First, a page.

Nissan and Mitsubishi Say Carlon Ghosn Took $9 Million in Improper Payment—And They Want It Back
Nissan and Mitsubishi have accused their former common chairman, Carlos Ghosn, of giving himself an improper payment of almost $9 million from their Netherlands-headquartered joint venture, which was founded in 2017.
The companies conducted a joint investigation into the behavior of Ghosn, who is currently languishing behind bars in Japan thanks to an ever-increasing heap of financial-crimes charges. On Frida,y they issued the results, and they don’t paint a pretty picture.
It seems Ghosn, who was already a director of the joint venture, quietly signed a personal employment contract with it, garnering a total €7.8 million ($8.9 million) in compensation and other payments.
The arrangement required sign-off from the joint venture’s board of directors, which also included Nissan CEO Hiroto Saikawa and Mitsubishi Motors CEO Osamu Masuko. However, the companies said, neither of the two knew anything about it.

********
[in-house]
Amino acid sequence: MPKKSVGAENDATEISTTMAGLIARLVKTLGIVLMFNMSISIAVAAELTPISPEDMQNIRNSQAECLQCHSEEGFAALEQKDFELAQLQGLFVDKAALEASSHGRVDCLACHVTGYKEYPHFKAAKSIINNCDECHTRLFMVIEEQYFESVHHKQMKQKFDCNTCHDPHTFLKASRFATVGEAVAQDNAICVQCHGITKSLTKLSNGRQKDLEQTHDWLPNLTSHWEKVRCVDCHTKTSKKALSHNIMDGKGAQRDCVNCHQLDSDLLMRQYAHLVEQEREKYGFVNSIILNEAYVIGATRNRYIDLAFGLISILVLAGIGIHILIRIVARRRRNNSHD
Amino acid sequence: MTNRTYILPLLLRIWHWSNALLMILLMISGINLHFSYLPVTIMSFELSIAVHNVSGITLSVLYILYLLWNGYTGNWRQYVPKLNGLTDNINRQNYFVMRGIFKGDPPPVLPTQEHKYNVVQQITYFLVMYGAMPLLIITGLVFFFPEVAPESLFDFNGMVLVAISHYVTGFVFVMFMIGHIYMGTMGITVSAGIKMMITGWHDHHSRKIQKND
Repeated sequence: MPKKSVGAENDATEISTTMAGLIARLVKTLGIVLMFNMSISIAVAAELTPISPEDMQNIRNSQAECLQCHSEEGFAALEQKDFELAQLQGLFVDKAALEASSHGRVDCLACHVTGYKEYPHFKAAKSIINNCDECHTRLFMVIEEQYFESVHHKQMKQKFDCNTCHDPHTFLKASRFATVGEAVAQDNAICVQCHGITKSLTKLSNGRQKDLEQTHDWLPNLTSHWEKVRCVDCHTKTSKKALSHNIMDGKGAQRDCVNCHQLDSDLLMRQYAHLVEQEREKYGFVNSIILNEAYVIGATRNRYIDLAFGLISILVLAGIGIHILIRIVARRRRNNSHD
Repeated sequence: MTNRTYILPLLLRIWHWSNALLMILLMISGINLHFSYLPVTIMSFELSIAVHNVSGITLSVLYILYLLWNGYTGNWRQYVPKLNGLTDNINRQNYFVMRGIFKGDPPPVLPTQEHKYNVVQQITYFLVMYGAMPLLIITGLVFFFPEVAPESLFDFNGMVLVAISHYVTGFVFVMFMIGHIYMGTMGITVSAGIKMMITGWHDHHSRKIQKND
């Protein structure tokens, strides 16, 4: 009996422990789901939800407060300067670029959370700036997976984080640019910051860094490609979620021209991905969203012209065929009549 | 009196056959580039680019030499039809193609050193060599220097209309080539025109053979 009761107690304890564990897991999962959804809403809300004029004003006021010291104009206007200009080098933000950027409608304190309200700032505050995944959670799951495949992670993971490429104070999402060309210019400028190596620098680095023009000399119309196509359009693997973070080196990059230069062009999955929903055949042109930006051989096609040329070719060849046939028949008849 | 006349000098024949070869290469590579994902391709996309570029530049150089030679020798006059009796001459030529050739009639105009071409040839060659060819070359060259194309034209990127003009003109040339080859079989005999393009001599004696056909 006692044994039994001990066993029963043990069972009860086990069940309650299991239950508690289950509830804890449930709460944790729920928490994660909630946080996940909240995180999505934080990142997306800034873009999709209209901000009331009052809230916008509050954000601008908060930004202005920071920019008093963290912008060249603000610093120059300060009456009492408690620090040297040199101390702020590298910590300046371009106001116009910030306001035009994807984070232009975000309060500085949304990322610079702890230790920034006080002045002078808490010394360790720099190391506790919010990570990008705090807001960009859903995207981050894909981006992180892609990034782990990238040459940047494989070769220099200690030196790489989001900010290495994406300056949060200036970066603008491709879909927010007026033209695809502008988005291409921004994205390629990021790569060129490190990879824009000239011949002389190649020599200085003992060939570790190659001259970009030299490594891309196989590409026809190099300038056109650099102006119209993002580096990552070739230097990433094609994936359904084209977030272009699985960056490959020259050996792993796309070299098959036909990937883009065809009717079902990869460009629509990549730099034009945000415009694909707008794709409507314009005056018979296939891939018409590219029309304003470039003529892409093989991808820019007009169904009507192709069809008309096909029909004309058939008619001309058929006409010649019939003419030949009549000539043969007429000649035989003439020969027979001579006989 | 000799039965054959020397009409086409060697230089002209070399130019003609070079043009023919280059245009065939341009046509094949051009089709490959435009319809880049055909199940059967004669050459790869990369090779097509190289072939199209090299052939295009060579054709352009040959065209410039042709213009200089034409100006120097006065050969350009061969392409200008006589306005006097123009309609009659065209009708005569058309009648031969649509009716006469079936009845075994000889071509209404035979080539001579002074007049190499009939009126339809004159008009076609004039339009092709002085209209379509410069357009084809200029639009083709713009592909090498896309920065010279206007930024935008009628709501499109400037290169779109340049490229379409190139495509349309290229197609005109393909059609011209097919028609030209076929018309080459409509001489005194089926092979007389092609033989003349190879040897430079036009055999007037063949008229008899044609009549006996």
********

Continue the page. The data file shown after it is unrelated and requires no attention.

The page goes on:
Nissan said in a statement that it viewed Ghosn’s payments as “the result of misconduct, and will consider measures to recover from Ghosn the full sum.”
“In addition, the investigation has also confirmed that soon after the announcement in 2016 that Nissan and Mitsubishi Motors would forge a strategic alliance, Ghosn, former representative director Greg Kelly and others began to explore the possibility of paying undisclosed compensation to Ghosn through an equally-owned Netherlands-based unconsolidated joint venture between the companies,” the statement read.
Ghosn this week lost his bid for bail, and will have to cool his heels in a Tokyo jail until his trial begins, in March at the earliest, but possibly later.
He stands accused of radically understating his income at Nissan and transferring personal losses to the company. (Ghosn denies the claims.) Nissan and Mitsubishi have sacked him. Renault has kept him on as chairman and CEO, pending further evidence of his misdeeds, but even the French automaker is now cutting him loose—it said Thursday that it had begun looking for new leadership.
Renault’s move follows a call from the government for the company to get rid of Ghosn.